“My college theology professor is teaching progressive creation, but I can see all the problems with his view because our church’s Foundations classes taught us to defend the biblical worldview.”
“My friend said evolution is the reason he doesn’t believe the Bible, but I was able to answer his objections using what I learned in our church’s worldview program.”
“If it weren’t for the special worldview emphasis at home and at church, I think my faith would be falling apart right now in my high school theology class.”
Shyla Allard of Grace Church in Eden Prairie, Minnesota, hears encouraging comments like this all the time. The church has specialized worldview programs for different age groups. Ninth graders are offered a Christian worldview and doctrine class at church on Sunday nights, which Shyla and ten others teach. For the past four years, it has culminated in a one-week road trip, where the young people apply everything they’ve learned to interpret the professional exhibits at the Field Museum of Natural History in Chicago. For a wholesome contrast, they also visit the Creation Museum near Cincinnati and analyze the differences.
The barrage of evolutionary dogma at the Field Museum can be a bit overwhelming. So Shyla now guides the tour. Shyla and her sister, a schoolteacher, visited the Field Museum ahead of time and then prepared a study guide to the museum’s huge Evolving Planet display. Students use the booklet to record their observations and questions while they tour the museum.
Shyla (far right) discusses an exhibit in the Field Museum with her Foundations students.
In Shyla’s practiced hands, a Field Museum video on radioisotope dating becomes a springboard for young people to identify the undisclosed evolutionary assumptions that drive these mistaken dating techniques. When they come to a video on natural selection, young people first ask themselves where biblical creationists would agree with the video. The point is that observational science can discover wonderful things about living creatures, which we agree upon, but historical science, which attempts to discover the origin of life and how things happened in the past, depends on unproveable assumptions about the unobserved past. By the Creator’s design, creatures can adapt to changing environments, but they don’t change into different kinds of creatures.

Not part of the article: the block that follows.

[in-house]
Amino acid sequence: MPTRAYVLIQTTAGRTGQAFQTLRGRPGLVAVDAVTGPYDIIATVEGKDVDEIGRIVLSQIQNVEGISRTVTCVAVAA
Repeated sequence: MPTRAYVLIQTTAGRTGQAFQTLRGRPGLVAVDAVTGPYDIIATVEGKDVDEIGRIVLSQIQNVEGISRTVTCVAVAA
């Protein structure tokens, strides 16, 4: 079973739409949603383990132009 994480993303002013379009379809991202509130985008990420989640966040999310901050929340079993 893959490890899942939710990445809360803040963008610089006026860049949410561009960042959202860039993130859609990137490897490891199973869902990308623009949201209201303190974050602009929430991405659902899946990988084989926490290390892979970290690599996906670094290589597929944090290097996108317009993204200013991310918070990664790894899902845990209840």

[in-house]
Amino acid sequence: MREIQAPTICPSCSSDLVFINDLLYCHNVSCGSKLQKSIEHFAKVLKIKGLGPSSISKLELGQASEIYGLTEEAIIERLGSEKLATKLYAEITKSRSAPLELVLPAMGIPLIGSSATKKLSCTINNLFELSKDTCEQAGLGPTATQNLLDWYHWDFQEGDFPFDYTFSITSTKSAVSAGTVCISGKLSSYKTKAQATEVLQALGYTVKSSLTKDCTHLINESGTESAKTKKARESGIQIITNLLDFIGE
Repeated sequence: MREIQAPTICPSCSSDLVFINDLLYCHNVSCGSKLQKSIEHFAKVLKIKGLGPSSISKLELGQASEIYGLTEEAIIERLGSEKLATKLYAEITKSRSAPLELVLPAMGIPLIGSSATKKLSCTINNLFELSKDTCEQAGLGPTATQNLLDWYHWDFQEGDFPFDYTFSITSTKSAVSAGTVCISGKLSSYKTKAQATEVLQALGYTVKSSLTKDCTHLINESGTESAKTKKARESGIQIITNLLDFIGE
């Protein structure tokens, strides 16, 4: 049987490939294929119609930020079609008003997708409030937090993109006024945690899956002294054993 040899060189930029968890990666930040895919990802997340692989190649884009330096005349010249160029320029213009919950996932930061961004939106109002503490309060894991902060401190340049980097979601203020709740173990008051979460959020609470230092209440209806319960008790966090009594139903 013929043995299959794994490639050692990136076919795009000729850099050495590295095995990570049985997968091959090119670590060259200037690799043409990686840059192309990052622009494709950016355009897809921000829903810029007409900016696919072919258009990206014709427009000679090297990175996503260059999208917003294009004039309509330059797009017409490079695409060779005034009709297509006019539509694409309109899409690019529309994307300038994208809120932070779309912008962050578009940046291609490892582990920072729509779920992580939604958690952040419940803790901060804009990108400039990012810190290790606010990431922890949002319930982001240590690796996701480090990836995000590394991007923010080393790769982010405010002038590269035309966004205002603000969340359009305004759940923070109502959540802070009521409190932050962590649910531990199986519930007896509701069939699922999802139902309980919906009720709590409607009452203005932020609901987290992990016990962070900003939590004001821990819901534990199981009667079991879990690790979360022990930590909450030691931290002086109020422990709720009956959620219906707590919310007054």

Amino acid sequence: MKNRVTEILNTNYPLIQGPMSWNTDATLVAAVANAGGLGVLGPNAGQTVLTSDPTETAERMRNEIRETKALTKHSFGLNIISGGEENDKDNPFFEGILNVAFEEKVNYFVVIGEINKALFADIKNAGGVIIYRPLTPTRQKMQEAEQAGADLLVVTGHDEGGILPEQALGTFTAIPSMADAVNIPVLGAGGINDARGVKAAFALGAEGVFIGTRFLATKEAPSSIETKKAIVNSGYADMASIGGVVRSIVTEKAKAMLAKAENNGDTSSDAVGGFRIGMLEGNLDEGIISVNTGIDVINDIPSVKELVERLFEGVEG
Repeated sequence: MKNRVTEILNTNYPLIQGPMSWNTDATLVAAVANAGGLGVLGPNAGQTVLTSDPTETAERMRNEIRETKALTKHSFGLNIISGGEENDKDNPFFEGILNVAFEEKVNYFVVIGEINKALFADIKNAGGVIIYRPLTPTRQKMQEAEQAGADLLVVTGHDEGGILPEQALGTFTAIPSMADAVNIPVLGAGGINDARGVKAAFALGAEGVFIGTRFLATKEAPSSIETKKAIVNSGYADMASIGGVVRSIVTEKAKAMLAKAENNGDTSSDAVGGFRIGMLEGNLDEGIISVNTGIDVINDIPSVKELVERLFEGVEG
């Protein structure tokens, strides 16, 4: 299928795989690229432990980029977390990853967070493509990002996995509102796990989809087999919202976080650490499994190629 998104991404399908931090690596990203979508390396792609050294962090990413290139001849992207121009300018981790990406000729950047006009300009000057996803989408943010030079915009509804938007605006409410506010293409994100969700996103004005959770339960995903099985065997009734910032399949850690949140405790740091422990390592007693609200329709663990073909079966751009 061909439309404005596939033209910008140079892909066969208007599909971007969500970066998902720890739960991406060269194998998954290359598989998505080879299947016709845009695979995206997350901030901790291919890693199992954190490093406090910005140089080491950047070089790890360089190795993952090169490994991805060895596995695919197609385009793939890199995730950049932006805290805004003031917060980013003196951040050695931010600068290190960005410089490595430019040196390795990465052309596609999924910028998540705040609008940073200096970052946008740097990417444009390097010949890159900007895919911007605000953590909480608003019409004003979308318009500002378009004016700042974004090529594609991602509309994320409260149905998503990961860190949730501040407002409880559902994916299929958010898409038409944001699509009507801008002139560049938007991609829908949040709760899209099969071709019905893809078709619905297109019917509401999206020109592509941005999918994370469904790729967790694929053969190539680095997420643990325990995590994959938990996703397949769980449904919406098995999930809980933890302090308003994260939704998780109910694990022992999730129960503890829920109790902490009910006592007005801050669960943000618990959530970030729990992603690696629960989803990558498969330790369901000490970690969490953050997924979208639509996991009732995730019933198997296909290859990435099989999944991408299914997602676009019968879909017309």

A highlight of the 2012 trip was the chance to compare two different interpretations of Lucy, the famous ape and supposed ancestor of humans. After viewing the Creation Museum’s distinctly apelike Lucy, students could easily see how opposing worldviews influenced the Field Museum’s exhibit, where Lucy stands upright and has a human face, hands, and feet.
That evening, students and teachers gathered at the hotel to discuss their visits to the two museums. Although leaders expected a short debriefing so students could quickly adjourn for their social time in the hotel, the hands kept going up to share their thoughts.
Shyla is thrilled to see God grant such understanding. She says, “I was deceived as a young person, and I don’t want to see others deceived; I want them to know the truth.”
What Makes an Effective Training Program?
The success of any church training program depends ultimately upon the Holy Spirit, but successful programs usually share many qualities. The pastoral staff at Grace Church in Eden Prairie, Minnesota, have incorporated several important elements.
Common Vision—Grace Church has a passion to develop young adults with strong faith. That common vision energizes and directs the youth trainers.
Staged Reinforcement—Grace offers focused worldview and doctrine classes at three strategic stages. In fifth and sixth grade, children are beginning to seriously consider fundamental worldview questions. Ninth-grade class is the first year of high school, when challenges to kids’ faith intensify. High school seniors need an advanced worldview class and refresher, just before they head into the work force or to college.
Incentive—Students who complete the class are rewarded with a field trip.
Joint Hard Work—Pastors and lay people at Grace wrote a curriculum to teach Christian worldview and Bible doctrines. That hard effort needed church members’ dedicated participation. Your church may not write its own curriculum, but effective teaching requires hard work from everyone, not just the pastor.
High Expectations—Students are not given a “free ride.” Worldview classes include exams. The ninth- and twelfth-grade classes are offered Sunday evenings at a time when students must decide whether to invest their free time to attend.
Practical Application—The field trip gives students the opportunity to see opposing worldviews at full strength, safely guided by wise teachers under controlled conditions.
Personal Sacrifice—Grace Church underwrites almost half of the cost of the road trip. Shyla made a special trip to Chicago. Effective training requires sacrifices of time and money to God’s glory.